Causes and Risk Factors
In general, cancer starts when a number of changes (mutations) occur in the DNA of a cell. The DNA provides instructions to tell a cell what to do while mutations tell the cells to expand and multiply out of reach. Buildup of such abnormal cells form a tumor.
It is not clear what causes the genetic mutations that contribute to mesothelioma, although researchers have identified specific factors that could increase the risk. Cancers are likely to develop because of the interaction between several variables, such as genetic conditions, your environment, your health and lifestyle choices.
In the case of mesothelioma, the most common and primary factor is asbestos exposure. Asbestos is a mineral occurring naturally in the environment. The fibres of asbestos are solid and heat resistant, making them valuable in a wide variety of applications, such as flooring, insulation, brakes, shingles and many other items.
Once asbestos is broken up, such as when the insulation of asbestos is removed, or during the mining process, dust can be produced. When the dust is inhaled, the asbestos fibers may lodge in the lungs or in the stomach and cause inflammation that can lead to mesothelioma. It’s not clear precisely how this occurs. Mesothelioma can take 20 to 60 years or more to grow after initial exposure to asbestos.
Most people with exposure to asbestos never develop mesothelioma. This suggests that other factors can be involved in deciding if someone will develop mesothelioma. For example, you may inherit a genetic predisposition to cancer, or any other body conditions or diseases may increase your risk.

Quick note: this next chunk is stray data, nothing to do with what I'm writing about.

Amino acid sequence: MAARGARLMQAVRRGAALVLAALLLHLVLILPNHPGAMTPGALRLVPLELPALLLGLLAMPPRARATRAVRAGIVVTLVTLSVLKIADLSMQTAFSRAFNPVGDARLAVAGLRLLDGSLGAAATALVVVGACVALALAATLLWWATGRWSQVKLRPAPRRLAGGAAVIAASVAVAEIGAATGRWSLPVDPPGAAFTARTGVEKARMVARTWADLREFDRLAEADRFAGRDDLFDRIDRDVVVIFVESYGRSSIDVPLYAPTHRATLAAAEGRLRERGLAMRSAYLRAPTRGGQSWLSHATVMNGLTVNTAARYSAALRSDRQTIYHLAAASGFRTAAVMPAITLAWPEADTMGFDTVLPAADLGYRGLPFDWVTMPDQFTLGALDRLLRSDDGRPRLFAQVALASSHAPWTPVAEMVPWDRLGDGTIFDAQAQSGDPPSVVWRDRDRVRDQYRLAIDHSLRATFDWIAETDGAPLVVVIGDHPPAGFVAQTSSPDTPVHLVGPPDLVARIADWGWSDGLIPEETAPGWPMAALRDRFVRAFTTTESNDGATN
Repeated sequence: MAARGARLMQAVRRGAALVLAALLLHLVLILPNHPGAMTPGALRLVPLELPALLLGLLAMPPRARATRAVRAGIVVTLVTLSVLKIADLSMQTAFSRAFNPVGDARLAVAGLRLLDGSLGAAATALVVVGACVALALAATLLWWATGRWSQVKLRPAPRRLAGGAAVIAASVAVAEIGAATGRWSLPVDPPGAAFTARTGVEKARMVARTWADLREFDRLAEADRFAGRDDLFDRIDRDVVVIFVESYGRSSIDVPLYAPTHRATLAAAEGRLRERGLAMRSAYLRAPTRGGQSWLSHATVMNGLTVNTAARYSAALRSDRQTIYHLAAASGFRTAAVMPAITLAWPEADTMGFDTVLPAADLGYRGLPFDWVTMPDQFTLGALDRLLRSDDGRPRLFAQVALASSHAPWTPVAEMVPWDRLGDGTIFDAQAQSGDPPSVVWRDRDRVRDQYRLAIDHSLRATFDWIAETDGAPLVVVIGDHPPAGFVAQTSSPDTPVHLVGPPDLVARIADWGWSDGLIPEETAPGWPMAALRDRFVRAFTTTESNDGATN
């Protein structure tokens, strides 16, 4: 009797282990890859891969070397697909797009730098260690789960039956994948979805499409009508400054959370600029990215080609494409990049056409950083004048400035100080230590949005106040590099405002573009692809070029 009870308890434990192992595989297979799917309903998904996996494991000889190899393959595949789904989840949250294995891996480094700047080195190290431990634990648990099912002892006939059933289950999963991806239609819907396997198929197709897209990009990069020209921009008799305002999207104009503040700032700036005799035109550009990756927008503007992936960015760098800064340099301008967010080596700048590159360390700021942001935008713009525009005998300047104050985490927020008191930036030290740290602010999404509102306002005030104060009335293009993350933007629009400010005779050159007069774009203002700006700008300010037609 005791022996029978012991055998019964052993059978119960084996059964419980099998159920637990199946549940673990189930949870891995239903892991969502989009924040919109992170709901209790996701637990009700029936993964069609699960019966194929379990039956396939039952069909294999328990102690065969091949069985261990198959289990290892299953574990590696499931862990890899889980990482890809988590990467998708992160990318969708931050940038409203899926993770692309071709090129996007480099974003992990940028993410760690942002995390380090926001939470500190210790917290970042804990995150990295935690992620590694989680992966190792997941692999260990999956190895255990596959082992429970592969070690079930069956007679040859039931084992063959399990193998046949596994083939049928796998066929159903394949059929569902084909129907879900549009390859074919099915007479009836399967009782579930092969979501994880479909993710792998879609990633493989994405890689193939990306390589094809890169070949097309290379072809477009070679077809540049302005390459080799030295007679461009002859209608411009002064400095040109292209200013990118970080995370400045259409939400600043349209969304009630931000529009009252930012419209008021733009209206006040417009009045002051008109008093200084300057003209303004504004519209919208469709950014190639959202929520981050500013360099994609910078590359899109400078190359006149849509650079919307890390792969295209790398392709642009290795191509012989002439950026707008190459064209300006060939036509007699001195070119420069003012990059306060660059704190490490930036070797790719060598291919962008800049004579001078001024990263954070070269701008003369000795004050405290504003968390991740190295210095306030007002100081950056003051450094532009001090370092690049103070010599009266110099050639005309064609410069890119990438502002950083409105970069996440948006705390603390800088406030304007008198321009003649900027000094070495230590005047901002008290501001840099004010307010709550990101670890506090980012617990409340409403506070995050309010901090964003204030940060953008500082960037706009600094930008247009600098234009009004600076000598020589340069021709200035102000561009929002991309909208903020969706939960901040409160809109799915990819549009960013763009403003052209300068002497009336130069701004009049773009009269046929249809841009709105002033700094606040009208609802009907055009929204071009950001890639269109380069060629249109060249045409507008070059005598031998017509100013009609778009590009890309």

There are several factors linked to an increase in the risk of mesothelioma. These include:
History of exposure to asbestos – If you have been exposed to asbestos fibers at work, your risk of developing pleural mesothelioma is greatly increased.
Living with someone who has exposure to asbestos – People who are in constant exposure to asbestos can carry its fibers home on their clothing and skin. Exposure to these fibers for several years will put others (family members and friends) at risk of mesothelioma. People working with high levels of asbestos can reduce the risk of taking home asbestos fibers by changing clothes and showering before leaving work.
The family history – If your parent or sibling has mesothelioma, you could be at an elevated risk for mesothelioma.
Exposure to radiation therapy – You could have an elevated risk of mesothelioma if you had radiation treatment for cancer in your chest or abdomen.